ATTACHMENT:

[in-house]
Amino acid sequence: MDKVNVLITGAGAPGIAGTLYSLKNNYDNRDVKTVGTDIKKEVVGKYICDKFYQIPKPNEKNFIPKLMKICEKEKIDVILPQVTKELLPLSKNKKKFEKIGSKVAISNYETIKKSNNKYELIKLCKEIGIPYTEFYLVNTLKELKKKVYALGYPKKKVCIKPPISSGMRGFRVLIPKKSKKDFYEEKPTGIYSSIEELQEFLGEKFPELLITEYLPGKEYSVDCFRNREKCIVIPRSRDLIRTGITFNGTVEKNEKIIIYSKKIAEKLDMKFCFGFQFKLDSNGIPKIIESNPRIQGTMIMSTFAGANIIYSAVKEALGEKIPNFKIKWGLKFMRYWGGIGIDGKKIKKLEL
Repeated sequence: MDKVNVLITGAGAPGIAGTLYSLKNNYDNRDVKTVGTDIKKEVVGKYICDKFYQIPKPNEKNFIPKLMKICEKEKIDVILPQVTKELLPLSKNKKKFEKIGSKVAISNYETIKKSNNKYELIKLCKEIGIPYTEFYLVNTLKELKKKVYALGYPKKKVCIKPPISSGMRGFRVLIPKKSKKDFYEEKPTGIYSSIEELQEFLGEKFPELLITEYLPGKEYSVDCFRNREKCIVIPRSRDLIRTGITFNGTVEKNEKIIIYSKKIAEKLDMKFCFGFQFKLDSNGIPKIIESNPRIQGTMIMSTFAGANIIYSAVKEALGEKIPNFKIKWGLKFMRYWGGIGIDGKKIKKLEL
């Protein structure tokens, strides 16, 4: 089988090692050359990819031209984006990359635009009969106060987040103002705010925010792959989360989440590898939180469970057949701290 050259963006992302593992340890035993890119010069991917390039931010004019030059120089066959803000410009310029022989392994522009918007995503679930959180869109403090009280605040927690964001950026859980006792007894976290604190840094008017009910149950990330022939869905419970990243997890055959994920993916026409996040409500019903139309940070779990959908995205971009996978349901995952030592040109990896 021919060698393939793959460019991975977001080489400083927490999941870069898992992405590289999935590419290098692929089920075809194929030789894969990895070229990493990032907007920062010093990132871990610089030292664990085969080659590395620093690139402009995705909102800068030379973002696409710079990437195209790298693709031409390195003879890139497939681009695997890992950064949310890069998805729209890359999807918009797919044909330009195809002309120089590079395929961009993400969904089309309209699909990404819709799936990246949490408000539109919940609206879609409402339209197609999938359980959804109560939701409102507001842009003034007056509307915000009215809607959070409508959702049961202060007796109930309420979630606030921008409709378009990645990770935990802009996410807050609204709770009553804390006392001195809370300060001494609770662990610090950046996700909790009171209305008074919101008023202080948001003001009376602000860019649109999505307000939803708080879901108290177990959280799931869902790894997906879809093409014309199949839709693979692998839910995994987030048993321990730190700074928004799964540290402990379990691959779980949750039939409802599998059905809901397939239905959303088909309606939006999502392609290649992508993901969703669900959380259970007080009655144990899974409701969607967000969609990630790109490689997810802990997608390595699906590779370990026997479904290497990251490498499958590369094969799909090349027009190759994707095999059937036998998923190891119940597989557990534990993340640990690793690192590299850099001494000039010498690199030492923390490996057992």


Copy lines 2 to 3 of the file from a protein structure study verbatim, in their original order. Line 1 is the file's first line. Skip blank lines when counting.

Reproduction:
Amino acid sequence: MDKVNVLITGAGAPGIAGTLYSLKNNYDNRDVKTVGTDIKKEVVGKYICDKFYQIPKPNEKNFIPKLMKICEKEKIDVILPQVTKELLPLSKNKKKFEKIGSKVAISNYETIKKSNNKYELIKLCKEIGIPYTEFYLVNTLKELKKKVYALGYPKKKVCIKPPISSGMRGFRVLIPKKSKKDFYEEKPTGIYSSIEELQEFLGEKFPELLITEYLPGKEYSVDCFRNREKCIVIPRSRDLIRTGITFNGTVEKNEKIIIYSKKIAEKLDMKFCFGFQFKLDSNGIPKIIESNPRIQGTMIMSTFAGANIIYSAVKEALGEKIPNFKIKWGLKFMRYWGGIGIDGKKIKKLEL
Repeated sequence: MDKVNVLITGAGAPGIAGTLYSLKNNYDNRDVKTVGTDIKKEVVGKYICDKFYQIPKPNEKNFIPKLMKICEKEKIDVILPQVTKELLPLSKNKKKFEKIGSKVAISNYETIKKSNNKYELIKLCKEIGIPYTEFYLVNTLKELKKKVYALGYPKKKVCIKPPISSGMRGFRVLIPKKSKKDFYEEKPTGIYSSIEELQEFLGEKFPELLITEYLPGKEYSVDCFRNREKCIVIPRSRDLIRTGITFNGTVEKNEKIIIYSKKIAEKLDMKFCFGFQFKLDSNGIPKIIESNPRIQGTMIMSTFAGANIIYSAVKEALGEKIPNFKIKWGLKFMRYWGGIGIDGKKIKKLEL